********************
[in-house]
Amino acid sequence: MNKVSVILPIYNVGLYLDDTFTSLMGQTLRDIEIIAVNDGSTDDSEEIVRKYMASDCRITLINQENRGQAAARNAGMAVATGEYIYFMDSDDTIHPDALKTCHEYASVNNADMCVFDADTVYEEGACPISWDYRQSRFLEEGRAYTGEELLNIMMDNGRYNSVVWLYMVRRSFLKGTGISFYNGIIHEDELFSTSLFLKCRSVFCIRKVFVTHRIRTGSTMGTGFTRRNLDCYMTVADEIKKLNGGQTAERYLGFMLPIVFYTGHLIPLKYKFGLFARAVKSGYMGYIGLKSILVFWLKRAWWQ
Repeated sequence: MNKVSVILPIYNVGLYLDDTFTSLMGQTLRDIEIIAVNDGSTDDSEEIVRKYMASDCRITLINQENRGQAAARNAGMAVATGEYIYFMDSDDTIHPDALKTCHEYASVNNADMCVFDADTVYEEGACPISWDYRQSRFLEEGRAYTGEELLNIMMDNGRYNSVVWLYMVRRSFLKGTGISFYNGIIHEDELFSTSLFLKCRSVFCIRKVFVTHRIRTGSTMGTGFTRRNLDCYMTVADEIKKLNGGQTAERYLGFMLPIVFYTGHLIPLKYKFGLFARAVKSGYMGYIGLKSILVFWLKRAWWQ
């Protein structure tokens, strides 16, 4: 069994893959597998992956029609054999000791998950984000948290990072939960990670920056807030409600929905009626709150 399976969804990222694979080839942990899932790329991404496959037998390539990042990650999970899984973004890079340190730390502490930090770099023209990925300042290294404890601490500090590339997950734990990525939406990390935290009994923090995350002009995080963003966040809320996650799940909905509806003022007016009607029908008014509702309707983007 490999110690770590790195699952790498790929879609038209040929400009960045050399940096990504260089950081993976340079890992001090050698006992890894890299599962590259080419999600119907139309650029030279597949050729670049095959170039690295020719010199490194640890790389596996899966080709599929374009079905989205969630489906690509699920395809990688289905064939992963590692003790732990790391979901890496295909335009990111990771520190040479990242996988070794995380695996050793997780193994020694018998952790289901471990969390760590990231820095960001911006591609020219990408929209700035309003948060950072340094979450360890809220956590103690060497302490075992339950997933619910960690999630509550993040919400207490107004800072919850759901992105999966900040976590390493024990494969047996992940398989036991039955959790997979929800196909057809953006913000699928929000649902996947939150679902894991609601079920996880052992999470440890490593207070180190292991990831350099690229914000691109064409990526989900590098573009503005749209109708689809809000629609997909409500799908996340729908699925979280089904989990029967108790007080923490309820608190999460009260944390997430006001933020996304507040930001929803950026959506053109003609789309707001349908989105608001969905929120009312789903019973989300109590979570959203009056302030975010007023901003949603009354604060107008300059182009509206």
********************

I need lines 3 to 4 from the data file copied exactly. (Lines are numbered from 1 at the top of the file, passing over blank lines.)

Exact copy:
Repeated sequence: MNKVSVILPIYNVGLYLDDTFTSLMGQTLRDIEIIAVNDGSTDDSEEIVRKYMASDCRITLINQENRGQAAARNAGMAVATGEYIYFMDSDDTIHPDALKTCHEYASVNNADMCVFDADTVYEEGACPISWDYRQSRFLEEGRAYTGEELLNIMMDNGRYNSVVWLYMVRRSFLKGTGISFYNGIIHEDELFSTSLFLKCRSVFCIRKVFVTHRIRTGSTMGTGFTRRNLDCYMTVADEIKKLNGGQTAERYLGFMLPIVFYTGHLIPLKYKFGLFARAVKSGYMGYIGLKSILVFWLKRAWWQ
């Protein structure tokens, strides 16, 4: 069994893959597998992956029609054999000791998950984000948290990072939960990670920056807030409600929905009626709150 399976969804990222694979080839942990899932790329991404496959037998390539990042990650999970899984973004890079340190730390502490930090770099023209990925300042290294404890601490500090590339997950734990990525939406990390935290009994923090995350002009995080963003966040809320996650799940909905509806003022007016009607029908008014509702309707983007 490999110690770590790195699952790498790929879609038209040929400009960045050399940096990504260089950081993976340079890992001090050698006992890894890299599962590259080419999600119907139309650029030279597949050729670049095959170039690295020719010199490194640890790389596996899966080709599929374009079905989205969630489906690509699920395809990688289905064939992963590692003790732990790391979901890496295909335009990111990771520190040479990242996988070794995380695996050793997780193994020694018998952790289901471990969390760590990231820095960001911006591609020219990408929209700035309003948060950072340094979450360890809220956590103690060497302490075992339950997933619910960690999630509550993040919400207490107004800072919850759901992105999966900040976590390493024990494969047996992940398989036991039955959790997979929800196909057809953006913000699928929000649902996947939150679902894991609601079920996880052992999470440890490593207070180190292991990831350099690229914000691109064409990526989900590098573009503005749209109708689809809000629609997909409500799908996340729908699925979280089904989990029967108790007080923490309820608190999460009260944390997430006001933020996304507040930001929803950026959506053109003609789309707001349908989105608001969905929120009312789903019973989300109590979570959203009056302030975010007023901003949603009354604060107008300059182009509206």